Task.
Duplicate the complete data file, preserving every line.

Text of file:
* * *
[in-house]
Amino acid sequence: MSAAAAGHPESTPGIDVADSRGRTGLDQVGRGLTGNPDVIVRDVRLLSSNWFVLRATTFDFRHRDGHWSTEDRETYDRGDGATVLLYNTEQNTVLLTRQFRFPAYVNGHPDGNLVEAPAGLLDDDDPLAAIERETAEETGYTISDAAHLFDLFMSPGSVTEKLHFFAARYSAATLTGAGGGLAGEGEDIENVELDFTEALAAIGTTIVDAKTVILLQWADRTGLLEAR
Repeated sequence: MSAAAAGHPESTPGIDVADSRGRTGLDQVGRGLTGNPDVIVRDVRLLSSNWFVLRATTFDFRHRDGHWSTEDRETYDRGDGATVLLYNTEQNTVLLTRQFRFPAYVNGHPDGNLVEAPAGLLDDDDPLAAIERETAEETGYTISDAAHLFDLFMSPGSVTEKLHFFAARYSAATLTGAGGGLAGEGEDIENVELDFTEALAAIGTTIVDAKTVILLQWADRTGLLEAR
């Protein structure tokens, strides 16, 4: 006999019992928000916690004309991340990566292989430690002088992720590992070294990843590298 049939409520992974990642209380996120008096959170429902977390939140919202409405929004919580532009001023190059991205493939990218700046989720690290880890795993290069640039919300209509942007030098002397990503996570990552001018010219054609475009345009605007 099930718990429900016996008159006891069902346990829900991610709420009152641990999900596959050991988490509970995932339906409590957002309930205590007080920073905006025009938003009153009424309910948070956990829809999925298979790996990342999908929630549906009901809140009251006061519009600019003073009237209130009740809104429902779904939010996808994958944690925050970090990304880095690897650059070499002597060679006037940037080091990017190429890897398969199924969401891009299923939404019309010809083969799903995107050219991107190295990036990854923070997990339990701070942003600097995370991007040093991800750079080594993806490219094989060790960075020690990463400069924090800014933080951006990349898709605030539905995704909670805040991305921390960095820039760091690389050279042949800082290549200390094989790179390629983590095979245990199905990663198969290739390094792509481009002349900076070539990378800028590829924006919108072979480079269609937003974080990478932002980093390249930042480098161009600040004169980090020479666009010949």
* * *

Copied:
[in-house]
Amino acid sequence: MSAAAAGHPESTPGIDVADSRGRTGLDQVGRGLTGNPDVIVRDVRLLSSNWFVLRATTFDFRHRDGHWSTEDRETYDRGDGATVLLYNTEQNTVLLTRQFRFPAYVNGHPDGNLVEAPAGLLDDDDPLAAIERETAEETGYTISDAAHLFDLFMSPGSVTEKLHFFAARYSAATLTGAGGGLAGEGEDIENVELDFTEALAAIGTTIVDAKTVILLQWADRTGLLEAR
Repeated sequence: MSAAAAGHPESTPGIDVADSRGRTGLDQVGRGLTGNPDVIVRDVRLLSSNWFVLRATTFDFRHRDGHWSTEDRETYDRGDGATVLLYNTEQNTVLLTRQFRFPAYVNGHPDGNLVEAPAGLLDDDDPLAAIERETAEETGYTISDAAHLFDLFMSPGSVTEKLHFFAARYSAATLTGAGGGLAGEGEDIENVELDFTEALAAIGTTIVDAKTVILLQWADRTGLLEAR
């Protein structure tokens, strides 16, 4: 006999019992928000916690004309991340990566292989430690002088992720590992070294990843590298 049939409520992974990642209380996120008096959170429902977390939140919202409405929004919580532009001023190059991205493939990218700046989720690290880890795993290069640039919300209509942007030098002397990503996570990552001018010219054609475009345009605007 099930718990429900016996008159006891069902346990829900991610709420009152641990999900596959050991988490509970995932339906409590957002309930205590007080920073905006025009938003009153009424309910948070956990829809999925298979790996990342999908929630549906009901809140009251006061519009600019003073009237209130009740809104429902779904939010996808994958944690925050970090990304880095690897650059070499002597060679006037940037080091990017190429890897398969199924969401891009299923939404019309010809083969799903995107050219991107190295990036990854923070997990339990701070942003600097995370991007040093991800750079080594993806490219094989060790960075020690990463400069924090800014933080951006990349898709605030539905995704909670805040991305921390960095820039760091690389050279042949800082290549200390094989790179390629983590095979245990199905990663198969290739390094792509481009002349900076070539990378800028590829924006919108072979480079269609937003974080990478932002980093390249930042480098161009600040004169980090020479666009010949």